Wednesday, January 6, 2010

Abusing the Eucharist

Happy Feast of Theophany to all (if you're on the New Calendar, that is!). More on the Theophany in another post.

I was reading through a Theophany sermon of St. John Chrysostom. It is given here at the Mystagogy blog. As St. John progresses, he starts to speak about the body and blood of our Lord in the Eucharist. He says, in particular:

I shall also say a little about this, and then the conclusion of the talk. Many now will approach the Holy Table on the occasion of the feast. But some approach not with trembling, but shoving, hitting others, blazing with anger, shouting, cursing, roughing it up with their fellows with great confusion. What, tell me, art thou troubled by, my fellow? What disturbeth thee? Do urgent affairs, for certain, summon thee? At this hour art thou particularly aware, that these affairs of thine that thou particularly rememberest, that thou art situated upon the earth, and dost thou think to mix about with people?

First, I'm not shocked to see that our attitudes today have not really changed from fifth century Constantinople when the Eucharist was offered. People are still people, or as Ecclesiastes tells us "Nothing new under the sun." At my church, most people present themselves for the Eucharist and though there is no pushing and shoving, cursing (at least none that I can hear), etc. there is still a great deal of abuse going on. What is it? The faithful are more concerned from whom they receive the Eucharist!

At my church, usually the priest and the deacon distribute it to the faithful in two lines, one for the left side of the church (the priest), one for the right side (the deacon). Many people who sit on the right side will cross to the left. Many who are in the left refuse to move to the shorter right side line to let things move more slowly even when the usher directs them to do so. Their thoughts are not set upon trembling, it appears! Make no mistake about it: This is abuse of the Sacrament! Because it is given to you from the deacon does NOT make the Eucharist less in efficacy or in healing powers. The only thing that makes the Eucharist powerless is you who persist in your sin assuming that you have to receive it from the priest. Maybe you like the priest. So what? Is liking the priest more important than your soul? Will you receive the mysteries on the day of your death from an Orthodox priest or YOUR Orthodox priest.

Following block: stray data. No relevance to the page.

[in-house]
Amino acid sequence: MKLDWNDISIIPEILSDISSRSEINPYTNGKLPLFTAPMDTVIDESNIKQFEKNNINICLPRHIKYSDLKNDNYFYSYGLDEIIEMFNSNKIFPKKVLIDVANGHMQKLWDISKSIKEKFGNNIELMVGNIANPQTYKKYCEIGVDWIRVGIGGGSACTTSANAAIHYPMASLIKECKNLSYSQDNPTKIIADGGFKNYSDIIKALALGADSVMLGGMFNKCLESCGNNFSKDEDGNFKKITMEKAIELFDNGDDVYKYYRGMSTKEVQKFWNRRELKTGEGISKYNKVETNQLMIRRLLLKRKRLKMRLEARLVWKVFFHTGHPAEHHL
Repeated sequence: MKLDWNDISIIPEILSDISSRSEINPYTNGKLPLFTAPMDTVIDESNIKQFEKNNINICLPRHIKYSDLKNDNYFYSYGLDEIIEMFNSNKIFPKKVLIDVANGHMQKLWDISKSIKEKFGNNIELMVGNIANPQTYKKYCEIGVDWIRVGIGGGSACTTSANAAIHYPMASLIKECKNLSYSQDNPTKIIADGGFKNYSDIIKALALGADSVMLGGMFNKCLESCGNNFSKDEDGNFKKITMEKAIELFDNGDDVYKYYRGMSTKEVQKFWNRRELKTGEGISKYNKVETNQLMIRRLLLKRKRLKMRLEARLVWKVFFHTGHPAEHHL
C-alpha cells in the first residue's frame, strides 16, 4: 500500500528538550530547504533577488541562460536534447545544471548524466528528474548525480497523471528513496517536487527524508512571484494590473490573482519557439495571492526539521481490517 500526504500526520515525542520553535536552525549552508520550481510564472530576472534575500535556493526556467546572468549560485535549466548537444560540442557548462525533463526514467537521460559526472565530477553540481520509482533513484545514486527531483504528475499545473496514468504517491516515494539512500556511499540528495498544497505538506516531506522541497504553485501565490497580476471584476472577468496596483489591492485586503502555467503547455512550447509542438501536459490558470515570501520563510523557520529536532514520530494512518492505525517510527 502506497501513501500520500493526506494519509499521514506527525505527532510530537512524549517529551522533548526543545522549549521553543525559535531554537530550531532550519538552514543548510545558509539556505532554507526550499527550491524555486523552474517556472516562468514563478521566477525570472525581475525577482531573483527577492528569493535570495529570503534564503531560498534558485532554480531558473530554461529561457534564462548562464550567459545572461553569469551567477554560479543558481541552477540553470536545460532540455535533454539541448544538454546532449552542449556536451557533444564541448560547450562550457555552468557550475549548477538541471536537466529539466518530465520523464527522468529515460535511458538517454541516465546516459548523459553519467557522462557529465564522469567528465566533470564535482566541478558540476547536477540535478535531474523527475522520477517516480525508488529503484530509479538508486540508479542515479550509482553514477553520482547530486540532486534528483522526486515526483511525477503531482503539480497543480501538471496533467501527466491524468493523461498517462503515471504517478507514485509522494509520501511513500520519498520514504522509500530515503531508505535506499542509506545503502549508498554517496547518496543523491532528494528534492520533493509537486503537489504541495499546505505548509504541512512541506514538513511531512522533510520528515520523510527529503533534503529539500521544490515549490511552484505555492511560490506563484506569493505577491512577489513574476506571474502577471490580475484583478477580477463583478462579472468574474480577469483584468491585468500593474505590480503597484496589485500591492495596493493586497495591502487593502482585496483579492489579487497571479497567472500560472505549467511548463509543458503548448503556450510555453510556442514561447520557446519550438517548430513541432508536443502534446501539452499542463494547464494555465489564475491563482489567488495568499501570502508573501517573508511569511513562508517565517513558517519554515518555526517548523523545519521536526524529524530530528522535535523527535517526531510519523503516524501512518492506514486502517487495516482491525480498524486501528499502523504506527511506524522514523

I'm sure good intentions are at the forefront in all of this, yet we all know the saying with regards to that. Though I really don't want to discern and judge the intentions of the faithful when they approach, the actions are in need of correction. When the faithful are more concerned with who distributes the Eucharist to them, then they are mocking the gift via the distributor. Our Lord Jesus Christ is the giver of the gift of the Eucharist. The priest and the deacon are as unworthy as you and I to receive the mysteries. God has made us worthy! But when we become more interested in who gives us this gift of God, we have just made ourselves very unworthy and should remove ourselves from receiving. Of course, that would be in a perfect world and we are all imperfect people and sinners.

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